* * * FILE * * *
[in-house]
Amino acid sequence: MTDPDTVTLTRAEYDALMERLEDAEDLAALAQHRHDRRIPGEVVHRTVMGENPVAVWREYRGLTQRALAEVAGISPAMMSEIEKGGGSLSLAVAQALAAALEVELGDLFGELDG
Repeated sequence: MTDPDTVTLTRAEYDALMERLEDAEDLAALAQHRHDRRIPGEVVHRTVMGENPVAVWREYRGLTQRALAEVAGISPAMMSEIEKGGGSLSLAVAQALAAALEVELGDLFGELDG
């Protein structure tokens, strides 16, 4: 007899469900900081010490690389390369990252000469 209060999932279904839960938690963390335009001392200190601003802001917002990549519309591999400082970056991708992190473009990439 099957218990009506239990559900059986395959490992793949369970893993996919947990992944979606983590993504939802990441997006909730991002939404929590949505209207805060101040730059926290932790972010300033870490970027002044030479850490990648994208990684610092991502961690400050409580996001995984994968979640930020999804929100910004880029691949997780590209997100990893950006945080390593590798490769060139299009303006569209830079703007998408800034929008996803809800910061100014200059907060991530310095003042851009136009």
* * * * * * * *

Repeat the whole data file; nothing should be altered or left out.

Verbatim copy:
[in-house]
Amino acid sequence: MTDPDTVTLTRAEYDALMERLEDAEDLAALAQHRHDRRIPGEVVHRTVMGENPVAVWREYRGLTQRALAEVAGISPAMMSEIEKGGGSLSLAVAQALAAALEVELGDLFGELDG
Repeated sequence: MTDPDTVTLTRAEYDALMERLEDAEDLAALAQHRHDRRIPGEVVHRTVMGENPVAVWREYRGLTQRALAEVAGISPAMMSEIEKGGGSLSLAVAQALAAALEVELGDLFGELDG
């Protein structure tokens, strides 16, 4: 007899469900900081010490690389390369990252000469 209060999932279904839960938690963390335009001392200190601003802001917002990549519309591999400082970056991708992190473009990439 099957218990009506239990559900059986395959490992793949369970893993996919947990992944979606983590993504939802990441997006909730991002939404929590949505209207805060101040730059926290932790972010300033870490970027002044030479850490990648994208990684610092991502961690400050409580996001995984994968979640930020999804929100910004880029691949997780590209997100990893950006945080390593590798490769060139299009303006569209830079703007998408800034929008996803809800910061100014200059907060991530310095003042851009136009």